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I like to denote different sections of a piece by double thin bar lines. I use Lilypond, and there is a command there, \section that produces such lines.

Question: if a new section of a piece starts not from the beginning of a measure, is it fine to use this command?

I attach an image where double lines are inside a measure.

Score 4/4 where section is in the middle of a measure

3 Answers 3

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It looks confusing because what you call a section separator is a double bar line, which functions the same as a bar line and makes it look like two bars of 2/4 with no key signature change. I would advise against it. I would put the double bar after 4 eighth notes, which seem like an anacrusis. It is common to have an anacrusis before a double bar line and it is understood that it is part of the subsequent phrase.

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    OK, thank you for a new word to learn (anacrusis). I have never heard this term before, TBH. Indeed, this piece has a lot of phrases that starts with 4 eights in the previous measure. Commented May 22 at 22:30
  • After some googling on anacrusis and section separation, it seems that it is a relatively common question :-) Commented May 22 at 22:31
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Yes, it's fine to do that — the meaning is clear. In some settings a dotted bar line is used, but that's more for clarifying rhythmic or metric divisions in free time, large meters (say, 19/4), or frequently varying meters. For the situation in the question, the double, thin bar lines are best.

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  • If I can find an example of this in the standard literature, I'll post it, but if anyone knows of one, please let me know.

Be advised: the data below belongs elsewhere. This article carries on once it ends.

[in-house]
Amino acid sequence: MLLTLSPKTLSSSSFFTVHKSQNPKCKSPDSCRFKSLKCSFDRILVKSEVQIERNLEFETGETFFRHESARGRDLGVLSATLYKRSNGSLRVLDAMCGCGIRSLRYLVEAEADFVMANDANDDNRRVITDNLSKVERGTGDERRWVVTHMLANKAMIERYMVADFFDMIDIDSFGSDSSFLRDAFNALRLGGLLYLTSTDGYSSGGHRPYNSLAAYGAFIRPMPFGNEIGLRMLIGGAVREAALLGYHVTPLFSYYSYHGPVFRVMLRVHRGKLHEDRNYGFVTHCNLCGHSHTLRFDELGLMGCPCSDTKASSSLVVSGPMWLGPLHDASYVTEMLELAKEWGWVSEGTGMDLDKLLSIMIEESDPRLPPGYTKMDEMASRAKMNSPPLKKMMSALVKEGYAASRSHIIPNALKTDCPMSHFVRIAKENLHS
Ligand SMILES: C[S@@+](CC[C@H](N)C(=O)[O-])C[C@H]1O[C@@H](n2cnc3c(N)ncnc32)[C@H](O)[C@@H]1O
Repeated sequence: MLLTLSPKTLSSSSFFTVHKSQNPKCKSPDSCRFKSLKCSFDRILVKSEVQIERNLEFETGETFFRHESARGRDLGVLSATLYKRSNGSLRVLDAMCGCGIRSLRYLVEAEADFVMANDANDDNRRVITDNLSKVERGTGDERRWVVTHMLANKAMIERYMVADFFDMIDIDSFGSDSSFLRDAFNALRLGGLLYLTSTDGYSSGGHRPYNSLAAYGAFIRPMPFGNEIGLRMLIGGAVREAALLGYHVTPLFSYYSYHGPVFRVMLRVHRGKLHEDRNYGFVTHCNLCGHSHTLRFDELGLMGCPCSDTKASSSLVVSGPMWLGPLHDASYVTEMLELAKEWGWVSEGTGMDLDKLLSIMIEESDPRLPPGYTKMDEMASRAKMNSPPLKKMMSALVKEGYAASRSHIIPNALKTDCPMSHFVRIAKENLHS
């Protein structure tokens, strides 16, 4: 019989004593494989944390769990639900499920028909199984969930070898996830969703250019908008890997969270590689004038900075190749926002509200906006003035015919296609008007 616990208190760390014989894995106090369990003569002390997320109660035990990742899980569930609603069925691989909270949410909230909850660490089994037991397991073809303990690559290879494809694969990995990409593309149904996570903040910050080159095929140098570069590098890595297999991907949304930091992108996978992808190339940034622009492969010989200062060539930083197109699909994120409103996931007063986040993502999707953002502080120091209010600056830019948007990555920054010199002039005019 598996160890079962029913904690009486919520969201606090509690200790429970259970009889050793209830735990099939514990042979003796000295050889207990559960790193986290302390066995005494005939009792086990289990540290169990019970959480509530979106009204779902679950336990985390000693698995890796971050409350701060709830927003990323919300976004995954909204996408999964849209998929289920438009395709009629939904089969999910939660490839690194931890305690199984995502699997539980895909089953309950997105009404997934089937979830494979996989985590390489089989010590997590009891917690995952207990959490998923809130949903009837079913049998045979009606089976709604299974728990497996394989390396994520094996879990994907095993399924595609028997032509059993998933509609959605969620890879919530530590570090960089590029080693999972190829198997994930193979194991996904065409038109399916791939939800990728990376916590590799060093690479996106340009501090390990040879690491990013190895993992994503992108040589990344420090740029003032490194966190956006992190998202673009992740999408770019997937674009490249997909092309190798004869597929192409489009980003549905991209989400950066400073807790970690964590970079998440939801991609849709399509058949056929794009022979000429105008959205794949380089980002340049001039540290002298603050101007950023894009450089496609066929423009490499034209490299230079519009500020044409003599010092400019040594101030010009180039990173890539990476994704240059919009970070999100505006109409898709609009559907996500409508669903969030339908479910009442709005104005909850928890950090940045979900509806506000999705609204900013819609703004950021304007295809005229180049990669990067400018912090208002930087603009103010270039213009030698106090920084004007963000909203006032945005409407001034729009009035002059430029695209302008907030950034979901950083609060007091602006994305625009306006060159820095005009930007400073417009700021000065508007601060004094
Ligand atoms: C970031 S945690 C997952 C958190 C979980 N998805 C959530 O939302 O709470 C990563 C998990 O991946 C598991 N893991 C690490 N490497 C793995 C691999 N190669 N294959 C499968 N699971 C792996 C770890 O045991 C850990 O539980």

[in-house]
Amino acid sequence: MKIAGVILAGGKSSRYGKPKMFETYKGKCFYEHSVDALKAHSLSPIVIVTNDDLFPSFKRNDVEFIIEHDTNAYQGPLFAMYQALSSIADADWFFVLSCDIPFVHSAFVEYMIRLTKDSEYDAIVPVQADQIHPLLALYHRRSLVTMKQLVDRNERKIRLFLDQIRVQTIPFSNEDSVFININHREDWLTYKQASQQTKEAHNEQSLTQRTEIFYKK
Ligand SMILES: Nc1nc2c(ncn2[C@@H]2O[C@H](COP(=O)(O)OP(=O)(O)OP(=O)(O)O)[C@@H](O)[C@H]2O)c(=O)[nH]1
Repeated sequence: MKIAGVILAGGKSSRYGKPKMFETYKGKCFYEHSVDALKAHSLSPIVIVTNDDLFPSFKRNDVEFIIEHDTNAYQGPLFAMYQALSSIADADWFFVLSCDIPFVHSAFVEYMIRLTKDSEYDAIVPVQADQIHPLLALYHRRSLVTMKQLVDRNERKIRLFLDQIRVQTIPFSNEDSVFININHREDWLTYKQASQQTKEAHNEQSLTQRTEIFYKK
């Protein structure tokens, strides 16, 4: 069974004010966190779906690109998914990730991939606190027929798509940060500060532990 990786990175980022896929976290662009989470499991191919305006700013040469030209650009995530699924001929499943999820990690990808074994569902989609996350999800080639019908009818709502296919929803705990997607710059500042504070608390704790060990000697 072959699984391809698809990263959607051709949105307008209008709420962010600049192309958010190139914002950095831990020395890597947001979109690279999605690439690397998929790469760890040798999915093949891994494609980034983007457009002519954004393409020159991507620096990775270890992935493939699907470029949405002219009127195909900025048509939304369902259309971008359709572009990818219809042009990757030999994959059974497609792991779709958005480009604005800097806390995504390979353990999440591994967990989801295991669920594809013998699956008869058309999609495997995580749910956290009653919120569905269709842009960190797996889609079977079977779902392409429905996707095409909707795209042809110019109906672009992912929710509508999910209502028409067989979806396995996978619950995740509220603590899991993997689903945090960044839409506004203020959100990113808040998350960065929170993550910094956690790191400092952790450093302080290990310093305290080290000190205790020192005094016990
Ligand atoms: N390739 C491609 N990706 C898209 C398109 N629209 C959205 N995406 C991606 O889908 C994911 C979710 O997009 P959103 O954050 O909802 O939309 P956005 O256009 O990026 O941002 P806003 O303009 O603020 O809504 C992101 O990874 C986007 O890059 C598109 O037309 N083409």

– Aaron
    Commented May 22 at 18:52
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    I feel like it's common enough when it's a repeat... Commented May 22 at 19:16
  • I would say go for it just to be a tiny bit creative and anarchistic ;) It's human communication after all, not a programming language for machines. Commented May 22 at 20:19
  • There are examples in Schubert 6 Moment Musicaux, no.2 in Ab. The movement is in 9/8, in A-B1-A-B2-A form; the B2 section has a sixteenth-note anacrusis and the A section has a dotted-quarter-note anacrusis, and in each case the section divider (double bar line) is placed before the anacrusis, at least in the first couple of editions I checked. I’m sure there are plenty more in Schubert’s piano works and similar classical writing; this was just the first I thought of. That said, I think the other alternative is generally preferred today.
    – PLL
    Commented May 23 at 9:10
  • The Schubert example from my previous comment: scores at IMSLP, image excerpt.
    – PLL
    Commented May 23 at 9:17
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That descending line of eighths in octaves looks like it could be an anacrusis, and if so the double bar section separation might be better after the descending line.

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    Thank you, this is what I have decided to do (to put the double-bar separator between the measures). Commented May 22 at 22:32

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